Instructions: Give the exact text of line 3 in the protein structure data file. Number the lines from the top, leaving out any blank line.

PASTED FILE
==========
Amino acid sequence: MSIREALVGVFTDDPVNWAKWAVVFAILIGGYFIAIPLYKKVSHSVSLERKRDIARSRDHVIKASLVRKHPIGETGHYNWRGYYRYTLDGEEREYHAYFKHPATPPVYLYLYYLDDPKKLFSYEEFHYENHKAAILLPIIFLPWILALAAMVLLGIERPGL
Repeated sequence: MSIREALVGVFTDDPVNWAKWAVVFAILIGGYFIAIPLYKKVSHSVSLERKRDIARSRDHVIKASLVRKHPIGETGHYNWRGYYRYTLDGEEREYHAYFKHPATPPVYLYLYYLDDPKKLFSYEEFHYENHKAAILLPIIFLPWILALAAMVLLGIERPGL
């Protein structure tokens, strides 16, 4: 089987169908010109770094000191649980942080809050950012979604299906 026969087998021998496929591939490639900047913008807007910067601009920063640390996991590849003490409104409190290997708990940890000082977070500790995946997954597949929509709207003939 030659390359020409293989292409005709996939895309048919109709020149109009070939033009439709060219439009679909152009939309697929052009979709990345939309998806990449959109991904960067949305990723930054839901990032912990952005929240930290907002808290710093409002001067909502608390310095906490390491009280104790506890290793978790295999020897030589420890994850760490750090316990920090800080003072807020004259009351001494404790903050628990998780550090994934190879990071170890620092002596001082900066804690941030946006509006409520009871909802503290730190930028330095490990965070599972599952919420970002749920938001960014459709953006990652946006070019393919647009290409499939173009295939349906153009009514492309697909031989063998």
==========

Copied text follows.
């Protein structure tokens, strides 16, 4: 089987169908010109770094000191649980942080809050950012979604299906 026969087998021998496929591939490639900047913008807007910067601009920063640390996991590849003490409104409190290997708990940890000082977070500790995946997954597949929509709207003939 030659390359020409293989292409005709996939895309048919109709020149109009070939033009439709060219439009679909152009939309697929052009979709990345939309998806990449959109991904960067949305990723930054839901990032912990952005929240930290907002808290710093409002001067909502608390310095906490390491009280104790506890290793978790295999020897030589420890994850760490750090316990920090800080003072807020004259009351001494404790903050628990998780550090994934190879990071170890620092002596001082900066804690941030946006509006409520009871909802503290730190930028330095490990965070599972599952919420970002749920938001960014459709953006990652946006070019393919647009290409499939173009295939349906153009009514492309697909031989063998």